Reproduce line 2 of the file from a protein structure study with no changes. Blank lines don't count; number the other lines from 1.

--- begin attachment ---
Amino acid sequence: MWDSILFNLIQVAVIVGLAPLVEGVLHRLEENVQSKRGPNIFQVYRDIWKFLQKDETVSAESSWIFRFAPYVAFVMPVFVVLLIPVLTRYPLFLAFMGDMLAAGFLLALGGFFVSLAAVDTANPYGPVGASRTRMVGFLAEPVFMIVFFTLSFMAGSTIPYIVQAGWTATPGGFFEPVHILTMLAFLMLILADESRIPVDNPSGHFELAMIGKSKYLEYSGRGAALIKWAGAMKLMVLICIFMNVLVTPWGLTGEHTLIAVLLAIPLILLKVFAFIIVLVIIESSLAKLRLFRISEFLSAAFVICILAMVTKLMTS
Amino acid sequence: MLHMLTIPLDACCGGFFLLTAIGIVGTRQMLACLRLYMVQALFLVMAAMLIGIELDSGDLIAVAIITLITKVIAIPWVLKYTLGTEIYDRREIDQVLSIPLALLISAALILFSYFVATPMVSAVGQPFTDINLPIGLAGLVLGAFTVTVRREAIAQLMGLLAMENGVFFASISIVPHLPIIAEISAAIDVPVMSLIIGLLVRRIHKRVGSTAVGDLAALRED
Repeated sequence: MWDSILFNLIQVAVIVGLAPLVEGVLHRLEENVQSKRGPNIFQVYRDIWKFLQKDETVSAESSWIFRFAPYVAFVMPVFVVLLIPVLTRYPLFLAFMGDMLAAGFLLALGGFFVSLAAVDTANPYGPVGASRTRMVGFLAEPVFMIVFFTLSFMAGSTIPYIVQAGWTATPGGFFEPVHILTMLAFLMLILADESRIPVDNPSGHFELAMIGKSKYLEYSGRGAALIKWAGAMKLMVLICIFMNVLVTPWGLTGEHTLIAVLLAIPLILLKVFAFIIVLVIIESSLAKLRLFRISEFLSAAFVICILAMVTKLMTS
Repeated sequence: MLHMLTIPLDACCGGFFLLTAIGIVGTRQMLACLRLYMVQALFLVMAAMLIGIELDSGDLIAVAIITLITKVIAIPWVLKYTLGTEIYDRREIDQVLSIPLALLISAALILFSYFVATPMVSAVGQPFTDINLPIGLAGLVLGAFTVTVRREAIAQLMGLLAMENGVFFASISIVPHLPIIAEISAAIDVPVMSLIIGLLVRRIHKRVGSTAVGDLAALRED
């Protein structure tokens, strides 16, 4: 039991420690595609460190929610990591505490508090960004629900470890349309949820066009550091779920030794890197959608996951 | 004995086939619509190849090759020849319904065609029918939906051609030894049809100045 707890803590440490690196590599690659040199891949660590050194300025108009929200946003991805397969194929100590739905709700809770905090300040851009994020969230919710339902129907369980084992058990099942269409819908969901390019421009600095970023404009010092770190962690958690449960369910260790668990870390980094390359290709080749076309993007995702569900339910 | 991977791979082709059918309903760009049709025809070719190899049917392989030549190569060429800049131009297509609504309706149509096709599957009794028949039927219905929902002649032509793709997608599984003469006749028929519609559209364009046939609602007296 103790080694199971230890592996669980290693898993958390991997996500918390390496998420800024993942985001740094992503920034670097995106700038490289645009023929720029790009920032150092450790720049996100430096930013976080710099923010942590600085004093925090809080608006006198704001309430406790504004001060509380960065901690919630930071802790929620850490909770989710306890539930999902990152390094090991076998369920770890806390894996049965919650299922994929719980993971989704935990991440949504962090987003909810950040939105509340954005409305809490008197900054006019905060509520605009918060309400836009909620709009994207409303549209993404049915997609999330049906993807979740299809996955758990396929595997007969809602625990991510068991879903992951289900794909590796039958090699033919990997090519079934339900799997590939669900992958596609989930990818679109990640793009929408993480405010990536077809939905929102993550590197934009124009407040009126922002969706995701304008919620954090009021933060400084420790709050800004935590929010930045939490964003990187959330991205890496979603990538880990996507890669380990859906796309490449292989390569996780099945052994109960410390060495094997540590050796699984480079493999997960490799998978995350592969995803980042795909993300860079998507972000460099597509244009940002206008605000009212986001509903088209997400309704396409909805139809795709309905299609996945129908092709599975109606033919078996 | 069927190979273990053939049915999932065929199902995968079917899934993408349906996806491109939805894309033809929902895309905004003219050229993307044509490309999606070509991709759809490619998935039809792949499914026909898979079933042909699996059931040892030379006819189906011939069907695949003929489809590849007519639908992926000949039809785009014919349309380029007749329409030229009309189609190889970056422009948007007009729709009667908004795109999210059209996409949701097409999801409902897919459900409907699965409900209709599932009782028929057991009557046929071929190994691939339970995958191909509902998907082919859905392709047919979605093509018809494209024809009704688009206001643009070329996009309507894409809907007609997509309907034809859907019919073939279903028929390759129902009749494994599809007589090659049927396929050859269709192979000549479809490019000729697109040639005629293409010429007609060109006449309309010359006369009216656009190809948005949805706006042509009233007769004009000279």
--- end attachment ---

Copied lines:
Amino acid sequence: MLHMLTIPLDACCGGFFLLTAIGIVGTRQMLACLRLYMVQALFLVMAAMLIGIELDSGDLIAVAIITLITKVIAIPWVLKYTLGTEIYDRREIDQVLSIPLALLISAALILFSYFVATPMVSAVGQPFTDINLPIGLAGLVLGAFTVTVRREAIAQLMGLLAMENGVFFASISIVPHLPIIAEISAAIDVPVMSLIIGLLVRRIHKRVGSTAVGDLAALRED